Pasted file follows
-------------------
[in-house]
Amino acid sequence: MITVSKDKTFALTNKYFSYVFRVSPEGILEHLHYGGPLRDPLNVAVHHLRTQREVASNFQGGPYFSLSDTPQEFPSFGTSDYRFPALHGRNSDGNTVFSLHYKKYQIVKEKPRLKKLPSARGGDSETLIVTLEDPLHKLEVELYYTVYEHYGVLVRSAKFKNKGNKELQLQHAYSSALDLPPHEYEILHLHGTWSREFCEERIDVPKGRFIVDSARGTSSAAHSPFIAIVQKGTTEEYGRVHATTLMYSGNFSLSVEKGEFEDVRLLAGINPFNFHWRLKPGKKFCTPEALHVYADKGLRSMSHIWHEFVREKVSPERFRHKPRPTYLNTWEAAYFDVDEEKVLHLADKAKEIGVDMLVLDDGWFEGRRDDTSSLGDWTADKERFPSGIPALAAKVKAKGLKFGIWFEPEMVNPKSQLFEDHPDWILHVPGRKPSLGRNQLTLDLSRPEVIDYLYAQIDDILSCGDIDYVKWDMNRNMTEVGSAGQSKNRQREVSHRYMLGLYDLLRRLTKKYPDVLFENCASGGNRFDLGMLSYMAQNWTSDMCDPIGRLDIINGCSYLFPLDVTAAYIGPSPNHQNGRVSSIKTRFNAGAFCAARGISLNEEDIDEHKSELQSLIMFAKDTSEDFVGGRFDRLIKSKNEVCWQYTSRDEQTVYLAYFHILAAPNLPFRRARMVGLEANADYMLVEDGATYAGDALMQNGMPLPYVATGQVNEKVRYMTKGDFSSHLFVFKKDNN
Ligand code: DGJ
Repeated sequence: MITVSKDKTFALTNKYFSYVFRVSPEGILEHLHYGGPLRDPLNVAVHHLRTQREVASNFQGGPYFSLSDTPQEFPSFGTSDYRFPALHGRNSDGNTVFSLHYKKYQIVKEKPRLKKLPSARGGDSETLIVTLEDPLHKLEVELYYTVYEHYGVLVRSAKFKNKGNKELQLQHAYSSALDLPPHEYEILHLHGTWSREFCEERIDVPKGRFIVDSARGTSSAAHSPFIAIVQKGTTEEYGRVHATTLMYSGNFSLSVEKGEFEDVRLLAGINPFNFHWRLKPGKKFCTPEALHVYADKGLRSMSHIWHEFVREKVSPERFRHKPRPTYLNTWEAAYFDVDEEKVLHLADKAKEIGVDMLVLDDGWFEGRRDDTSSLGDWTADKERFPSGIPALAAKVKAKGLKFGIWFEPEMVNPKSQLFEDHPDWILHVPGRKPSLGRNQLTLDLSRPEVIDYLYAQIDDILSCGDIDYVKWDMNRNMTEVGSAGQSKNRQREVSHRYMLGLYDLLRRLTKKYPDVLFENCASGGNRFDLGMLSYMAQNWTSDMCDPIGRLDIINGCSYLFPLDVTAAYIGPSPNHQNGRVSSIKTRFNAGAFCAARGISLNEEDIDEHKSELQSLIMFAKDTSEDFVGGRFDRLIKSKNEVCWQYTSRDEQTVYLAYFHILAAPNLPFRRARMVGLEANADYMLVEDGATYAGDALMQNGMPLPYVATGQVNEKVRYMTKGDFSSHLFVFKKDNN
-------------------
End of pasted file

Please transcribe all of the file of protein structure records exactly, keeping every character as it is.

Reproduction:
[in-house]
Amino acid sequence: MITVSKDKTFALTNKYFSYVFRVSPEGILEHLHYGGPLRDPLNVAVHHLRTQREVASNFQGGPYFSLSDTPQEFPSFGTSDYRFPALHGRNSDGNTVFSLHYKKYQIVKEKPRLKKLPSARGGDSETLIVTLEDPLHKLEVELYYTVYEHYGVLVRSAKFKNKGNKELQLQHAYSSALDLPPHEYEILHLHGTWSREFCEERIDVPKGRFIVDSARGTSSAAHSPFIAIVQKGTTEEYGRVHATTLMYSGNFSLSVEKGEFEDVRLLAGINPFNFHWRLKPGKKFCTPEALHVYADKGLRSMSHIWHEFVREKVSPERFRHKPRPTYLNTWEAAYFDVDEEKVLHLADKAKEIGVDMLVLDDGWFEGRRDDTSSLGDWTADKERFPSGIPALAAKVKAKGLKFGIWFEPEMVNPKSQLFEDHPDWILHVPGRKPSLGRNQLTLDLSRPEVIDYLYAQIDDILSCGDIDYVKWDMNRNMTEVGSAGQSKNRQREVSHRYMLGLYDLLRRLTKKYPDVLFENCASGGNRFDLGMLSYMAQNWTSDMCDPIGRLDIINGCSYLFPLDVTAAYIGPSPNHQNGRVSSIKTRFNAGAFCAARGISLNEEDIDEHKSELQSLIMFAKDTSEDFVGGRFDRLIKSKNEVCWQYTSRDEQTVYLAYFHILAAPNLPFRRARMVGLEANADYMLVEDGATYAGDALMQNGMPLPYVATGQVNEKVRYMTKGDFSSHLFVFKKDNN
Ligand code: DGJ
Repeated sequence: MITVSKDKTFALTNKYFSYVFRVSPEGILEHLHYGGPLRDPLNVAVHHLRTQREVASNFQGGPYFSLSDTPQEFPSFGTSDYRFPALHGRNSDGNTVFSLHYKKYQIVKEKPRLKKLPSARGGDSETLIVTLEDPLHKLEVELYYTVYEHYGVLVRSAKFKNKGNKELQLQHAYSSALDLPPHEYEILHLHGTWSREFCEERIDVPKGRFIVDSARGTSSAAHSPFIAIVQKGTTEEYGRVHATTLMYSGNFSLSVEKGEFEDVRLLAGINPFNFHWRLKPGKKFCTPEALHVYADKGLRSMSHIWHEFVREKVSPERFRHKPRPTYLNTWEAAYFDVDEEKVLHLADKAKEIGVDMLVLDDGWFEGRRDDTSSLGDWTADKERFPSGIPALAAKVKAKGLKFGIWFEPEMVNPKSQLFEDHPDWILHVPGRKPSLGRNQLTLDLSRPEVIDYLYAQIDDILSCGDIDYVKWDMNRNMTEVGSAGQSKNRQREVSHRYMLGLYDLLRRLTKKYPDVLFENCASGGNRFDLGMLSYMAQNWTSDMCDPIGRLDIINGCSYLFPLDVTAAYIGPSPNHQNGRVSSIKTRFNAGAFCAARGISLNEEDIDEHKSELQSLIMFAKDTSEDFVGGRFDRLIKSKNEVCWQYTSRDEQTVYLAYFHILAAPNLPFRRARMVGLEANADYMLVEDGATYAGDALMQNGMPLPYVATGQVNEKVRYMTKGDFSSHLFVFKKDNN